The superoxide anion radicals are produced in 2 ml of phosphate buffer (100 mmol, pH 7.4) with 78 µM-nicotinamide adenine dinucleotide (NADH), 50 µM nitro blue tetrazolium chloride (NBT) and test samples at different concentrations. The reaction mixture is kept for incubation at room temperature for 5 min. It is then added with 5-methylphenazinium methosulphate (PMS) (10 µM) to initiate the reaction and incubated for 5 min at room temperature. The colour reaction between superoxide anion radical and NBT is read at 560 nm. Gallic acid is used as a positive control agent for comparative analysis. The reaction mixture without test sample is used as a control and without PMS is used as blank [20]. The scavenging activity is calculated as follows,

A) % Scavenging activity = [(Control OD–Sample OD)/Control OD] × 100

GC–MS analysis

GC–MS analysis were carried out an SHIMADZU QP 2010T which comprised of an auto sampler and gas chromatography interfaced to a mass spectrometer (GC–MS) instrument employing the following condition: capillary column −624 ms (30 m × 0.32 mm × 1.8 m) operating in an electron mode at 70 eV; helium (99.999%) was used as carrier gas at a constant flow of 1.491 ml/min and injection volume of 1.0 ml, injector temperature was 140 °C; ion source temperature of 200 °C. The oven temperature was programmed from 45C. Mass spectra were taken at 70 eV.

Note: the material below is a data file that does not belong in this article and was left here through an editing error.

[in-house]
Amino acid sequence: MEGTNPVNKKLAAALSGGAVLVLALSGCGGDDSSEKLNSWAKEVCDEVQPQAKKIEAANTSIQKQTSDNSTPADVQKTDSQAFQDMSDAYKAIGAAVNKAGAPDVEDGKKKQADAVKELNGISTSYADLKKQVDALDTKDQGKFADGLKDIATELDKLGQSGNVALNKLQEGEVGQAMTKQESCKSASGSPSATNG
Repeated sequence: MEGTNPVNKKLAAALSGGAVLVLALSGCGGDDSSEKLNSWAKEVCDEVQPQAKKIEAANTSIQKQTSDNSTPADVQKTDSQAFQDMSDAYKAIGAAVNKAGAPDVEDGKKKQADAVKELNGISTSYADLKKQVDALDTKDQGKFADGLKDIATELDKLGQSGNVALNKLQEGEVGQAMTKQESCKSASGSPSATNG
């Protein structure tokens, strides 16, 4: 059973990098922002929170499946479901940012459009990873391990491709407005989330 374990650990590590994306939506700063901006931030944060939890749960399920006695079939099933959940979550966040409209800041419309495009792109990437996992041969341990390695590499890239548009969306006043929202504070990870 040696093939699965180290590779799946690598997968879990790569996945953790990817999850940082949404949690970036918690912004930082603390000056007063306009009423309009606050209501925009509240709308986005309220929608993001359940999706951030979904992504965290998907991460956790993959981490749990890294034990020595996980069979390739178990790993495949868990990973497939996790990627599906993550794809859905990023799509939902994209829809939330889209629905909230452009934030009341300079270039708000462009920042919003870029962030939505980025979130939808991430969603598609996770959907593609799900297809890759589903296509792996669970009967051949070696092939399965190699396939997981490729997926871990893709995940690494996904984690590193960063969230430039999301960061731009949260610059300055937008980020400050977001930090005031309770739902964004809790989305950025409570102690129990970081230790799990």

GC-MS identification of compounds

Interpretation of mass spectrum GC–MS was conducted using a database of National Institute Standard and technology having more than 62,000 patterns. The spectrum of the unknown compounds stored in the NIST library. The compound prediction was based on Dr. Duke’s Phytochemical and ethnobotanical database by Dr. Jim Duke of the agricultural research service/USDA. The names of the components of the test material were ascertained.

Antimicrobial assay

Micro organisms

All microbial strains were provided from the microbiology department, Presidency College, Chennai-05. Bacterial strains were maintained by subculture on nutrient agar favourable to their growth for 24 h in the dark at 37 °C. The antibacterial activity was evaluated using Escherichia coli, Klebsiella pneumonia, Pseudomonas aeroginosa, Salmonella typhi, Citrobacter braakii.

Antibacterial assay